The Week’s Top Tweets (July 22)

1. Mobile to grow to $1.2B by 2011 – faster than PC, Web advertising: J.P. Morgan
On Mobile Marketer Daily

You’ve probably heard that mobile devices are overtaking PC’s among consumers in terms of purchase preference and Internet use, but how does that translate into advertising spend?

Takeaways: The opening line says it all, “Mobile advertising has reached critical mass and will double this year to reach a total of approximately $1.2 billion.” But what does that mean for your business? If you think it means you should jump on the mobile advertising bandwagon, not so fast. The platform is growing and chances are, your audience is definitely there. However, as the article states, smaller screen real estate, creative limitations, the need for consistent formats and ROI metrics present challenges for mobile advertisers that can’t be ignored. Additionally, ad revenue for mobile advertising is consistently lower than traditional Internet advertising. None of these factors should serve as deterrents from pursuing mobile advertising altogether, but rather than rushing to allocate resources toward mobile advertising, be smart about it and make sure that it is part of a more high-level, multichannel marketing strategy.

2. The Anatomy of a Web Redesign Failure
By Andrew Hanelly on Social Media Explorer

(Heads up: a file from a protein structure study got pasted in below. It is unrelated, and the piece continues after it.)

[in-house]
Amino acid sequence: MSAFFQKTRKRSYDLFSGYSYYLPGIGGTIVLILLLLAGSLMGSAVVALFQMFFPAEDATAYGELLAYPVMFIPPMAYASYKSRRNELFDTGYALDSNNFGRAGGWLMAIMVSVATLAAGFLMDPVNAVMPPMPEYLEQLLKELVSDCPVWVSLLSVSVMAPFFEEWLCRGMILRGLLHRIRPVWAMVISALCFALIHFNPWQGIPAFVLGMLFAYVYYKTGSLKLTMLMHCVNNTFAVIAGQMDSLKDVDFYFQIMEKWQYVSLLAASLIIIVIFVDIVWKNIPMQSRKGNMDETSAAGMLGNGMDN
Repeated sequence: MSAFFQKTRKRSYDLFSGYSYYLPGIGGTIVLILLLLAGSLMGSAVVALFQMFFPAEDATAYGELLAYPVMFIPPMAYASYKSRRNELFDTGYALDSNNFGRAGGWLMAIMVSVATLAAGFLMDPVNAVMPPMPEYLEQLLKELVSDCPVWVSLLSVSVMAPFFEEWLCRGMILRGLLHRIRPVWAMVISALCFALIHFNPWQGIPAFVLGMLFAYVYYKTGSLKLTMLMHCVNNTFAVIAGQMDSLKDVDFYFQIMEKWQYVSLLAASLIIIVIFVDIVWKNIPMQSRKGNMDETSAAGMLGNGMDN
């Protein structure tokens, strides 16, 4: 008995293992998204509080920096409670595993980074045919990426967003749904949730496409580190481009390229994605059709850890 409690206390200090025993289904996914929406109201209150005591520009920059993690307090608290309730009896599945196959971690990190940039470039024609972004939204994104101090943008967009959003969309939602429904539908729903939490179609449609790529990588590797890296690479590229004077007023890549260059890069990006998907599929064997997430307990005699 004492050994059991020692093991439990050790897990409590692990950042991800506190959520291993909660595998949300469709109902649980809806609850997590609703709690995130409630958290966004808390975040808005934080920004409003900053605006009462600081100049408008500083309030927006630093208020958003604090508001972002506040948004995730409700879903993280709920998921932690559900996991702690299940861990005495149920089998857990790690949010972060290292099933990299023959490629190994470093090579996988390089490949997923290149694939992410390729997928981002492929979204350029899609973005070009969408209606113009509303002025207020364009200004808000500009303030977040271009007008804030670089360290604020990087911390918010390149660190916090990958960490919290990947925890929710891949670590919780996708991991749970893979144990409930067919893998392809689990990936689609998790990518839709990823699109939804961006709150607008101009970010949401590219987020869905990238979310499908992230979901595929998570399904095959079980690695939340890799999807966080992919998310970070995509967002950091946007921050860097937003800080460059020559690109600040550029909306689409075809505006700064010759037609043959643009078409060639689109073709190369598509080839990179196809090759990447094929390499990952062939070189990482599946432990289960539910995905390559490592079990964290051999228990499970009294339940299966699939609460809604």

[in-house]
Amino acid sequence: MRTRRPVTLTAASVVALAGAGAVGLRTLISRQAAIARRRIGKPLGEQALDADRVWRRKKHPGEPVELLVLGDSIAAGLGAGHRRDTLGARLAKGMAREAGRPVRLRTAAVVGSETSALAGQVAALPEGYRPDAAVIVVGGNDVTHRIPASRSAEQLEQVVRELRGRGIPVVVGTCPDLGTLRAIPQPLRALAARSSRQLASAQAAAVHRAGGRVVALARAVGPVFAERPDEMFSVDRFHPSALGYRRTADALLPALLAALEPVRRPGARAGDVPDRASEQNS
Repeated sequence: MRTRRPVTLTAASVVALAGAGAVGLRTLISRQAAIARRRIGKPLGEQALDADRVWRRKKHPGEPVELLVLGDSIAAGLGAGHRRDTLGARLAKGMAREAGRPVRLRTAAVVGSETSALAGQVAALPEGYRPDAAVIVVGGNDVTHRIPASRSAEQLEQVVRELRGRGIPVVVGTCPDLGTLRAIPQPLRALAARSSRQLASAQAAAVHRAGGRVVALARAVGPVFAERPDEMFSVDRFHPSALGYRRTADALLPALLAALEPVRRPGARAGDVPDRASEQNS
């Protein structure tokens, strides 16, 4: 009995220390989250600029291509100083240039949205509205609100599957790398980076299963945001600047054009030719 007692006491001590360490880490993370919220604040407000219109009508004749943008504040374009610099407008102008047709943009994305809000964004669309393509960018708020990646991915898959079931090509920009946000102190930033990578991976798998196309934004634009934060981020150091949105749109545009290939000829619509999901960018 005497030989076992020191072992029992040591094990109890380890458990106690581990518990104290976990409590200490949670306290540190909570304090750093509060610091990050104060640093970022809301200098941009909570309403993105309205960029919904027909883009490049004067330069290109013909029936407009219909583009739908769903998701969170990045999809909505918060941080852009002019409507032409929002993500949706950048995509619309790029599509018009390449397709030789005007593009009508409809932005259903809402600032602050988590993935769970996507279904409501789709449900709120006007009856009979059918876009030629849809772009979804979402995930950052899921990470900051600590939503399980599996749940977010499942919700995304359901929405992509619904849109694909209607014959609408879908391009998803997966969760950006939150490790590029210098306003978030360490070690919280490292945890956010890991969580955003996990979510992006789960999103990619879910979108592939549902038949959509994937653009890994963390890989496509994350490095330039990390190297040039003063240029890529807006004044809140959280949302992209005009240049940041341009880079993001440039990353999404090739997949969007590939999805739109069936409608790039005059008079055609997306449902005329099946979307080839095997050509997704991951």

We’ve all been there. The decision to redesign a site. The selection of a vendor and the planning process involved in revamping your online presence (What? We’ve been on the client side too). The excitement and anticipation of the launch. And then….FAIL. So how does a website overhaul start with the best intentions and then complete miss the mark at launch?

Takeaway: We’ll let you dive into the article to ready the myriad reasons a website launch fail, but the overarching theme is that, even with the best laid plans, if you’re redesigning a site with the wrong team in place and in the absence of a sound, data-driven strategy, it is all but destined to fail. Make sure you have the right people involved – and not too many of them – and that you go through the redesign process with adaptability and client/audience needs in mind. Otherwise, you’ll risk spending time, money and human resources on a disappointing result.

Image credits: Richard Stowey and Sean MacEntee via Flickr Creative Commons



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